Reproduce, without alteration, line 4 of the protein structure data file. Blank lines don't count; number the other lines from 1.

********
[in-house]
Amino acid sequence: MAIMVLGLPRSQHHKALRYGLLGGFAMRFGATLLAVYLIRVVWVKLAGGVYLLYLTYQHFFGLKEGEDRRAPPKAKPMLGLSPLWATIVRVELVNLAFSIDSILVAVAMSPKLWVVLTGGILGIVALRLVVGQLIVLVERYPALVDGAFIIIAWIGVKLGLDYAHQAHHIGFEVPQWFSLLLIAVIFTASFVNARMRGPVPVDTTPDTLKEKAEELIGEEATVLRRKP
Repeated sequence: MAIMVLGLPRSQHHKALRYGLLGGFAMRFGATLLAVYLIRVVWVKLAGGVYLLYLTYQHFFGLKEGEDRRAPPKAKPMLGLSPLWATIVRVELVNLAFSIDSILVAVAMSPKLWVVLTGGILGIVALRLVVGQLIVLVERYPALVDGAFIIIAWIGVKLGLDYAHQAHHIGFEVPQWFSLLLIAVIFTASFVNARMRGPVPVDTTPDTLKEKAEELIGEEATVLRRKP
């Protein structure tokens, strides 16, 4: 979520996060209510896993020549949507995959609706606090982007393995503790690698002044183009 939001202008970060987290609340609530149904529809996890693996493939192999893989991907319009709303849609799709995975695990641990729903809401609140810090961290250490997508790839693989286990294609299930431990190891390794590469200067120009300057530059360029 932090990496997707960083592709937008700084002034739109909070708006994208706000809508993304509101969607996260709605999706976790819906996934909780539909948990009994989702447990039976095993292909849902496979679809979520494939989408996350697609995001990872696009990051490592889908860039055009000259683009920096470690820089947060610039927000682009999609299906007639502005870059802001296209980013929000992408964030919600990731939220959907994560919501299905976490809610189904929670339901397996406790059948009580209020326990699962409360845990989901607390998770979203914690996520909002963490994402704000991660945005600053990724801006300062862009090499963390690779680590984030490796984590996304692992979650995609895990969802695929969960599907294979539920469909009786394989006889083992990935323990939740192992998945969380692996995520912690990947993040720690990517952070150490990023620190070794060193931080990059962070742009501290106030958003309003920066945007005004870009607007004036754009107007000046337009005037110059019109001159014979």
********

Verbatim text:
């Protein structure tokens, strides 16, 4: 979520996060209510896993020549949507995959609706606090982007393995503790690698002044183009 939001202008970060987290609340609530149904529809996890693996493939192999893989991907319009709303849609799709995975695990641990729903809401609140810090961290250490997508790839693989286990294609299930431990190891390794590469200067120009300057530059360029 932090990496997707960083592709937008700084002034739109909070708006994208706000809508993304509101969607996260709605999706976790819906996934909780539909948990009994989702447990039976095993292909849902496979679809979520494939989408996350697609995001990872696009990051490592889908860039055009000259683009920096470690820089947060610039927000682009999609299906007639502005870059802001296209980013929000992408964030919600990731939220959907994560919501299905976490809610189904929670339901397996406790059948009580209020326990699962409360845990989901607390998770979203914690996520909002963490994402704000991660945005600053990724801006300062862009090499963390690779680590984030490796984590996304692992979650995609895990969802695929969960599907294979539920469909009786394989006889083992990935323990939740192992998945969380692996995520912690990947993040720690990517952070150490990023620190070794060193931080990059962070742009501290106030958003309003920066945007005004870009607007004036754009107007000046337009005037110059019109001159014979």